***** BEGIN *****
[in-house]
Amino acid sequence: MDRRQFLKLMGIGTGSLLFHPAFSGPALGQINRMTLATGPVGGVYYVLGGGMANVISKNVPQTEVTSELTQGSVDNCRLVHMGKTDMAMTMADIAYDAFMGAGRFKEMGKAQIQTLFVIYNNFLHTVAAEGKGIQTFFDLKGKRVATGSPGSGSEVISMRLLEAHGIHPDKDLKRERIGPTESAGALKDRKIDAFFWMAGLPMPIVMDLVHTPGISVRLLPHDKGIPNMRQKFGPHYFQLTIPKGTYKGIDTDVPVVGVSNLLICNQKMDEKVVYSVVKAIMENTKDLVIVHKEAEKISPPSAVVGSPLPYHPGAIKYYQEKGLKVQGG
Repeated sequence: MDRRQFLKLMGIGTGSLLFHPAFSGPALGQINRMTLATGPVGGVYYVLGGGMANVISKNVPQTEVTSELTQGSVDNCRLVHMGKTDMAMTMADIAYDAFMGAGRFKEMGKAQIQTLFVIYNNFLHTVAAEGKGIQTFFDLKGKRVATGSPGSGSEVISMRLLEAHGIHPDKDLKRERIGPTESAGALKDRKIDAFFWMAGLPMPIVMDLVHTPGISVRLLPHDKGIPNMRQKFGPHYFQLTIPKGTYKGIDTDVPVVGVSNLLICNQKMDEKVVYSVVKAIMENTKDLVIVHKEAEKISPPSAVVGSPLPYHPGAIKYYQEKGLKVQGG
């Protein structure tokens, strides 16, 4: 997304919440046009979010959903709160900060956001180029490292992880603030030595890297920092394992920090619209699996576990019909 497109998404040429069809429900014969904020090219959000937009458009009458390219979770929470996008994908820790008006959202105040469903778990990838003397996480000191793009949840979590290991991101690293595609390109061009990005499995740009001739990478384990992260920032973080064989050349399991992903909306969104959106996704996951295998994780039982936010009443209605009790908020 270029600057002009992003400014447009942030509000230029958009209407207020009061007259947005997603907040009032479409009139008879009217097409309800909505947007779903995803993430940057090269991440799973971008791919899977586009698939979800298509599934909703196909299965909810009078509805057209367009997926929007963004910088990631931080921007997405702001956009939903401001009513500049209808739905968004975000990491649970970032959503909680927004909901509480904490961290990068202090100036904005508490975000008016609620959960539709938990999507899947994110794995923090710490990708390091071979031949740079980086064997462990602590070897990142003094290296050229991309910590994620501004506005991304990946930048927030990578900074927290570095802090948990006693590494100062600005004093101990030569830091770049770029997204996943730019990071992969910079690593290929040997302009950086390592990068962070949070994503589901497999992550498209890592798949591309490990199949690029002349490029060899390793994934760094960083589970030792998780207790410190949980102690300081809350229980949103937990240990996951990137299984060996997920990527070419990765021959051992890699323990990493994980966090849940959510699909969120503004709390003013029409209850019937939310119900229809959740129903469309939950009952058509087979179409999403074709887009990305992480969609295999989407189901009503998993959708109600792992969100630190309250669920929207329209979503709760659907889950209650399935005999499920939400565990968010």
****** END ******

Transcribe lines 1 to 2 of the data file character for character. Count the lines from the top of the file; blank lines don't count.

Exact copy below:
[in-house]
Amino acid sequence: MDRRQFLKLMGIGTGSLLFHPAFSGPALGQINRMTLATGPVGGVYYVLGGGMANVISKNVPQTEVTSELTQGSVDNCRLVHMGKTDMAMTMADIAYDAFMGAGRFKEMGKAQIQTLFVIYNNFLHTVAAEGKGIQTFFDLKGKRVATGSPGSGSEVISMRLLEAHGIHPDKDLKRERIGPTESAGALKDRKIDAFFWMAGLPMPIVMDLVHTPGISVRLLPHDKGIPNMRQKFGPHYFQLTIPKGTYKGIDTDVPVVGVSNLLICNQKMDEKVVYSVVKAIMENTKDLVIVHKEAEKISPPSAVVGSPLPYHPGAIKYYQEKGLKVQGG